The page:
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Oxygen device for prone sleepers?

Molly'sMom's picture
Molly'sMom
Posts: 3
Joined: Apr 2013

Hubby is in the dry mouth stage post-treatment and is unable to sleep.  He resists all my suggestions that he needs to sleep in a recliner or with numerous pillows, claiming he just can't sleep upright.  Urggggh.  Of course, he is dozing in his chair right now, but that is not the deep sleep he needs.  When he goes to bed, his soft palate becomes dry, airways apparently close up, and he wakes up gasping for breath.  Kind of like the problem he had years ago when we were at a very high altitude, so neither of us know if this problem is entirely real or partially imagined.  He's very anxious about getting enough sleep; he needs to begin teaching his law classes in just a few weeks.  He's got Ambien, Xanax, Biotene, XyliMelts on the way and taking OTC decongestants, but nothing gets him through the night.  Did any of you encounter this and make use of an oxygen machine or other devise that helped?  I know he will resist a sleep apnea mask, so I am looking for something a little less obtrusive that will calm his anxiety through the night.  

Hondo's picture
Hondo
Posts: 5601
Joined: Apr 2009

I suffer with terrible drymouth problems but I started using Stoppers 4 Dry-mouth spray about 6 years ago and it has been a life savior to me. It may not fix everything but will sure help with the dry mouth problem, I order it at www.drugstore.com

 

Hope it helps

Hondo

fishmanpa's picture
fishmanpa
Posts: 1098
Joined: Jan 2013

Hi Molly'sMom,

Guess what? He's going to have to sleep any way he can until he heals enough to lie down. I spent the last two weeks of treatment and the first 5 weeks post treatment sleeping in my recliner. I slept when I was able to sleep. I used one of those neck pillows you use on airliners. I had no choice as lying down caused the same issues your husband is experiencing. Biotene "Oral Balance" gel has been helping as of late.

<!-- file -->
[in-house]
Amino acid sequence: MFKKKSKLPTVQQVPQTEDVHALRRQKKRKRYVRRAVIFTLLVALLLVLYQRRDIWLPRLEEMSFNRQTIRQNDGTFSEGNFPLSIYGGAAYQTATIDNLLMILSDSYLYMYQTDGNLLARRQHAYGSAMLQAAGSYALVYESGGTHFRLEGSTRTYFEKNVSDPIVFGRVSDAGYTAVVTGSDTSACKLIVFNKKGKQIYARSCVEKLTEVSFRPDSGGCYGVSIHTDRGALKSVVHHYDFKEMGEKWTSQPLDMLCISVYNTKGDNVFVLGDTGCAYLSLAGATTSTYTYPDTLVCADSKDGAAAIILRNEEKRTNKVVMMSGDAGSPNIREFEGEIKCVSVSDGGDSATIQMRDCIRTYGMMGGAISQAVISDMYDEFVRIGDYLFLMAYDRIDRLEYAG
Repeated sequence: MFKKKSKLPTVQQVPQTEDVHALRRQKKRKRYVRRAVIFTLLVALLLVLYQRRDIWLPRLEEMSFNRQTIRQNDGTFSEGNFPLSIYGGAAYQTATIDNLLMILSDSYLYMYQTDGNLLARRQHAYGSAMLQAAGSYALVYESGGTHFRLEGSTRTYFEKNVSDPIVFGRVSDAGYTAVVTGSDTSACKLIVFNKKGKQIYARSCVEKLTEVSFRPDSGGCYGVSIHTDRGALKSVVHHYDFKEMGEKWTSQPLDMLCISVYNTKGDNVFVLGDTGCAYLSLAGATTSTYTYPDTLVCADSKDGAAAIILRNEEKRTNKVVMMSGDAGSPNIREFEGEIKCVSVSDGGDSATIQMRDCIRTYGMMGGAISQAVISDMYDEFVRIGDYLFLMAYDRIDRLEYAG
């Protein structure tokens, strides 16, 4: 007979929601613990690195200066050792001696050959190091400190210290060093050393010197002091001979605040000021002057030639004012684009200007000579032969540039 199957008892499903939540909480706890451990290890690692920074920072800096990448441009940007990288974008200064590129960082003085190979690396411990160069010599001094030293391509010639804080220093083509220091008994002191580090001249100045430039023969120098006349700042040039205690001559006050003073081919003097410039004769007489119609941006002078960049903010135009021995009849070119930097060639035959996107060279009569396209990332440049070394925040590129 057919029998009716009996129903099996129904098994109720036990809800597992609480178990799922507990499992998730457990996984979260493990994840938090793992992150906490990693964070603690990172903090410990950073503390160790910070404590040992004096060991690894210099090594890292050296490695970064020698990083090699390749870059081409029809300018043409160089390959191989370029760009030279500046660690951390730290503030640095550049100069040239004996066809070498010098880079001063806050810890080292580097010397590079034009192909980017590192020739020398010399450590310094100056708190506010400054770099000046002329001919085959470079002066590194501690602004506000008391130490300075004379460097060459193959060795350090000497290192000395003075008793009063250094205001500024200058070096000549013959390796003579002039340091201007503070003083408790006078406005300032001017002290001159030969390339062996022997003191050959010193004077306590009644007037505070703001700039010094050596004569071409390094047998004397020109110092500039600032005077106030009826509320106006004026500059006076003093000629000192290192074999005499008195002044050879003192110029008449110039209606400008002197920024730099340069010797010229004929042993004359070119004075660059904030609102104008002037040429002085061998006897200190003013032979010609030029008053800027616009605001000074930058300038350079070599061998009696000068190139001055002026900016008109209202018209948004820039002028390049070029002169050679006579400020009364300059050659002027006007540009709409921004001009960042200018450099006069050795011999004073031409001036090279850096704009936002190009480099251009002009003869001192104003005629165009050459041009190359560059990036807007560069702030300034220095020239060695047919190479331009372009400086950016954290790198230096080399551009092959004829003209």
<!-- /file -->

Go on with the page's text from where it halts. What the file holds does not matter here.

Besides not being able to sleep well, I'm up several times a night due to the amount of water I need to drink to quell the dry mouth... nudge nudge, know what I mean? ~lol~

So my advice is to sleep whenever he can sleep and by whatever means necessary. We need to sleep for our bodies to heal and have to do what we have to do to get it. 

Positive thoughts and prayers

"T"

 

 

 

CivilMatt's picture
CivilMatt
Posts: 2803
Joined: May 2012

 

Molly,

 

I use to go through a whole procedure before bedtime.  Swish  and spit with soda , salt and water mixture, a slosh and swallow of magic mouth wash and jump onto bed. it did not last long and I would wake-up with the driest mouth  you can imagine.  Once I started using Xylimelts it changed everything.  They last from 2 -to 4 hours and I sleep great.   I still use Xylimelts and now sleep all night.

 

I might be wrong but blowing oxygen in might tend to dry his mouth even more.  I would tend to think an over-the-counter solution can be found along with water and getting up at night to pee and repeat whatever procedure you come up with.  This period of post treatment side effects is a pain in the azz, you just have to grin and bear it.  Hopefully, the inconvenience will be short lived.

 

Anyway, welcome to the H&N forum, where dry mouths, we have.

 

Matt

 

phrannie51's picture
phrannie51
Posts: 3594
Joined: Mar 2012

I doubt oxygen would help him since he's suffering from drymouth.  In the weeks after treatment I used those Breath Rite strips...those little bandaid things you put on your nose and a bottle of Stoppers 4 next to the bed.  The strips kept my nostrils wide open so I didn't breath through my mouth, and therefore the dryness didn't get so bad I could knock on doors with my tongue.  My sleeping ability went up about 90%.  A little spray of Stoppers 4 before bed, and again, if I had to use it in the night....(I still keep it by my beside). 

During the day I use the Xylemelts that Matt spoke of....

p

 

longtermsurvivor's picture
longtermsurvivor
Posts: 1755
Joined: Mar 2010